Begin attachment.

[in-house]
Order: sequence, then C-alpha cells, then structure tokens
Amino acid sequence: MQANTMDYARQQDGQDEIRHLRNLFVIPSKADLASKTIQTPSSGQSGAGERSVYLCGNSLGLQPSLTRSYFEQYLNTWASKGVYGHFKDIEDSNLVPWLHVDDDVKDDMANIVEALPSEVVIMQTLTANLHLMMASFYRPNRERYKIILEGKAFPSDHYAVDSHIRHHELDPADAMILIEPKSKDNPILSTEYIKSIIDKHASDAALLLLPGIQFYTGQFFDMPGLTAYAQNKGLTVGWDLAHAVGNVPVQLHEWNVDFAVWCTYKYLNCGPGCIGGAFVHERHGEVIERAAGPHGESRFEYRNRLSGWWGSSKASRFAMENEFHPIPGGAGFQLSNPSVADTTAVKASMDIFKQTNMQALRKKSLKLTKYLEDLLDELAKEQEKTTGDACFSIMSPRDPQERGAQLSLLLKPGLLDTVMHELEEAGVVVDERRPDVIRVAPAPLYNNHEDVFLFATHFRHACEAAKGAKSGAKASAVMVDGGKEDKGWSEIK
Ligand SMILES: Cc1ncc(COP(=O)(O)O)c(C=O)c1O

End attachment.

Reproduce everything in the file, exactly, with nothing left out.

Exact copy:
[in-house]
Order: sequence, then C-alpha cells, then structure tokens
Amino acid sequence: MQANTMDYARQQDGQDEIRHLRNLFVIPSKADLASKTIQTPSSGQSGAGERSVYLCGNSLGLQPSLTRSYFEQYLNTWASKGVYGHFKDIEDSNLVPWLHVDDDVKDDMANIVEALPSEVVIMQTLTANLHLMMASFYRPNRERYKIILEGKAFPSDHYAVDSHIRHHELDPADAMILIEPKSKDNPILSTEYIKSIIDKHASDAALLLLPGIQFYTGQFFDMPGLTAYAQNKGLTVGWDLAHAVGNVPVQLHEWNVDFAVWCTYKYLNCGPGCIGGAFVHERHGEVIERAAGPHGESRFEYRNRLSGWWGSSKASRFAMENEFHPIPGGAGFQLSNPSVADTTAVKASMDIFKQTNMQALRKKSLKLTKYLEDLLDELAKEQEKTTGDACFSIMSPRDPQERGAQLSLLLKPGLLDTVMHELEEAGVVVDERRPDVIRVAPAPLYNNHEDVFLFATHFRHACEAAKGAKSGAKASAVMVDGGKEDKGWSEIK
Ligand SMILES: Cc1ncc(COP(=O)(O)O)c(C=O)c1O